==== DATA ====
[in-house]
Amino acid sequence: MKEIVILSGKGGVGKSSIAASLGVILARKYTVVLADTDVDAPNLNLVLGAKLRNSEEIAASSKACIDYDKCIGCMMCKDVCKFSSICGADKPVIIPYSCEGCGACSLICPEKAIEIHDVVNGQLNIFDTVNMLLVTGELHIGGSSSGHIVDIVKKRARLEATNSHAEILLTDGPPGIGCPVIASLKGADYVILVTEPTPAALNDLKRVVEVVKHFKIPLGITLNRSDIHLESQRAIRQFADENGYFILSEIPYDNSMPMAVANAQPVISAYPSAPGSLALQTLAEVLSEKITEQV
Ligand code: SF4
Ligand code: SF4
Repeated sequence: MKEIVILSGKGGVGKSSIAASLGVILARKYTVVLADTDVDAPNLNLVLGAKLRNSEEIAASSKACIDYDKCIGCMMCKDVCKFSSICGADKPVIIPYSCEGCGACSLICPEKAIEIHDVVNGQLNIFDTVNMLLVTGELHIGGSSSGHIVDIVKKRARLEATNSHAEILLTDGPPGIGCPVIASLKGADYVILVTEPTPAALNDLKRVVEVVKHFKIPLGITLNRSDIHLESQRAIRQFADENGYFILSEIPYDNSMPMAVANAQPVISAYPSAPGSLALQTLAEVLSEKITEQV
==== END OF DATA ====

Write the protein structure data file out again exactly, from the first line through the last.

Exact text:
[in-house]
Amino acid sequence: MKEIVILSGKGGVGKSSIAASLGVILARKYTVVLADTDVDAPNLNLVLGAKLRNSEEIAASSKACIDYDKCIGCMMCKDVCKFSSICGADKPVIIPYSCEGCGACSLICPEKAIEIHDVVNGQLNIFDTVNMLLVTGELHIGGSSSGHIVDIVKKRARLEATNSHAEILLTDGPPGIGCPVIASLKGADYVILVTEPTPAALNDLKRVVEVVKHFKIPLGITLNRSDIHLESQRAIRQFADENGYFILSEIPYDNSMPMAVANAQPVISAYPSAPGSLALQTLAEVLSEKITEQV
Ligand code: SF4
Ligand code: SF4
Repeated sequence: MKEIVILSGKGGVGKSSIAASLGVILARKYTVVLADTDVDAPNLNLVLGAKLRNSEEIAASSKACIDYDKCIGCMMCKDVCKFSSICGADKPVIIPYSCEGCGACSLICPEKAIEIHDVVNGQLNIFDTVNMLLVTGELHIGGSSSGHIVDIVKKRARLEATNSHAEILLTDGPPGIGCPVIASLKGADYVILVTEPTPAALNDLKRVVEVVKHFKIPLGITLNRSDIHLESQRAIRQFADENGYFILSEIPYDNSMPMAVANAQPVISAYPSAPGSLALQTLAEVLSEKITEQV